That the energy sector is undergoing an unprecedented transformation in order to balance the needs of consumers and investors with carbon reduction targets is common industry knowledge. However the potential impact of the changing climate on that transition is often less well understood.
As suppliers seek to integrate intermittent generation into their business models, and policymakers and investors face long-term decisions about the future generation mix, it is becoming increasingly important to take account of the impact of climate change. On 3 November I joined representatives from across the sector at an Energy UK breakfast event to consider the potential of climate data to underpin industry’s approach.
The liveliest debate was reserved for the topic of data accessibility - how to bridge the gap between climate data science and the energy industry. The Copernicus Climate Change Service (C3S) and Atmosphere Monitoring Service (CAMS), both delivered by the European Centre for Medium range Weather Forecasts (ECMWF) in Reading on behalf of the European Commission, have a critical role to play.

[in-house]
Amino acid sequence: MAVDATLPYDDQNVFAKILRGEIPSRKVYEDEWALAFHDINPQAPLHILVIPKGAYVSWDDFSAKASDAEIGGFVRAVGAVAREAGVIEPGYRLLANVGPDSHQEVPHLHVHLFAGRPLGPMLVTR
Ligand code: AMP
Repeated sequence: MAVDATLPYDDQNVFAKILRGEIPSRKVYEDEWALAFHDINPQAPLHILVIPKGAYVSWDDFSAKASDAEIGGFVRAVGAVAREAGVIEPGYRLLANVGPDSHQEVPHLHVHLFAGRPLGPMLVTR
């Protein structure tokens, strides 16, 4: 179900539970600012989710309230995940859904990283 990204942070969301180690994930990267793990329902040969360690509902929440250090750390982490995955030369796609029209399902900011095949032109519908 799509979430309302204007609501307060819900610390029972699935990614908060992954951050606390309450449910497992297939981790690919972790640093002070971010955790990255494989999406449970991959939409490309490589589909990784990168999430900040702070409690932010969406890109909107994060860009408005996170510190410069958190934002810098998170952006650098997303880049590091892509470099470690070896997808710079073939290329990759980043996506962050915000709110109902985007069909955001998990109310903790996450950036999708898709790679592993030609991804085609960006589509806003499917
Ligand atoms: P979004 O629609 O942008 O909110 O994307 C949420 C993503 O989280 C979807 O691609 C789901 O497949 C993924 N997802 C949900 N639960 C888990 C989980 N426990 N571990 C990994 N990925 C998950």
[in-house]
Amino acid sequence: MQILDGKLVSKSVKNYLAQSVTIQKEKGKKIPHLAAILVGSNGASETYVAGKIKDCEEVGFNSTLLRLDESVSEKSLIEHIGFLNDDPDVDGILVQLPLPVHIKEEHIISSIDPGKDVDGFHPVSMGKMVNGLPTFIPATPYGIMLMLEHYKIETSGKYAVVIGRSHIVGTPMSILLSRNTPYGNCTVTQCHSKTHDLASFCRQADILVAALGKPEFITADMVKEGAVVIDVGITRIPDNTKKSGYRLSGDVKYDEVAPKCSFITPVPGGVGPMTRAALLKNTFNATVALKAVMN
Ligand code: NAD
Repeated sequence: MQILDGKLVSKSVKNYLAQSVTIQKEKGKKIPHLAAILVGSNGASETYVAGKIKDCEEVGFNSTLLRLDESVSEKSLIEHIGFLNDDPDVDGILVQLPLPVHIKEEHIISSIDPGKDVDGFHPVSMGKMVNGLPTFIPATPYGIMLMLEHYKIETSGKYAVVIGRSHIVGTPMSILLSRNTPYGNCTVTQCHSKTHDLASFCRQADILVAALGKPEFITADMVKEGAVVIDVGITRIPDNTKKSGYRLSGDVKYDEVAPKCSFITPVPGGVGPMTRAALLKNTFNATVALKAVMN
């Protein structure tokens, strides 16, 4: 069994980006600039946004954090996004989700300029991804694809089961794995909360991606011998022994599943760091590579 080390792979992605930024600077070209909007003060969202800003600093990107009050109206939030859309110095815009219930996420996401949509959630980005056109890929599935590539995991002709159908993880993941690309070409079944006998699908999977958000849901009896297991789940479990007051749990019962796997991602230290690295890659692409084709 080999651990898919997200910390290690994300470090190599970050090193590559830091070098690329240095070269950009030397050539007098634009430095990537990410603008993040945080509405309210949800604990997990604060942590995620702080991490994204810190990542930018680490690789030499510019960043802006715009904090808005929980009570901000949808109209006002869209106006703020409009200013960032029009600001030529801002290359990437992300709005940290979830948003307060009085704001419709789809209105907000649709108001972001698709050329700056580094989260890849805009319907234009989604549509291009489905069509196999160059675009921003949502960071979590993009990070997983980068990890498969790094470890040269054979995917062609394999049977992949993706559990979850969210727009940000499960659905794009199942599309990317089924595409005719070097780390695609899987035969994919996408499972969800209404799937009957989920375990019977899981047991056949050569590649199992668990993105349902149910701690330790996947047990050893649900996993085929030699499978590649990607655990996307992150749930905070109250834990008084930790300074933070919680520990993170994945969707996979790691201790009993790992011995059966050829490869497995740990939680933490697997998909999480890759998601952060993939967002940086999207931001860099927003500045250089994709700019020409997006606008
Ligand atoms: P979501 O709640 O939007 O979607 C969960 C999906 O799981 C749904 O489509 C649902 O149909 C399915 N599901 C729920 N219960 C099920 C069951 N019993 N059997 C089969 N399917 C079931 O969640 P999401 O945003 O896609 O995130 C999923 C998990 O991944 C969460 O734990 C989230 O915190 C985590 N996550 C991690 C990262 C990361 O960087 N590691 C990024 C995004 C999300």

Copernicus is a global network of thousands of land, air and marine-based sensors, as well as a constellation of more than 100 satellites. They make millions of observations a day to build the most detailed picture available of the Earth’s climate and to help the energy sector manage existing assets and plan for the future.
Copernicus is set to make that unprecedented volume of data - including on temperature, wind speed, UV and air quality - accessible to the energy industry in three ways:
- Providing it free of charge for unrestricted use by policy makers, public authorities, businesses and scientists alike.
- Providing forecasts for key atmospheric variables – for example forecasts of aerosol depth to help assess solar yield.
- Developing dedicated climate indicators for the sector – for example national supply and demand profiles.
It’s now been almost a year since the Paris agreement and COP 22 is just around the corner. In climate terms it has been a year characterised by extremes, most significantly all-time record temperatures. Against that backdrop, climate data has a key role to play in supporting the energy sector in transition, providing the evidence base to manage assets, ensure security of supply and reduce emissions.
Carlo Buontempo is Sectoral Information Services Manager for the Copernicus Climate Change Service – Find out more at climate.copernicus.eu and copernicus.atmosphere.eu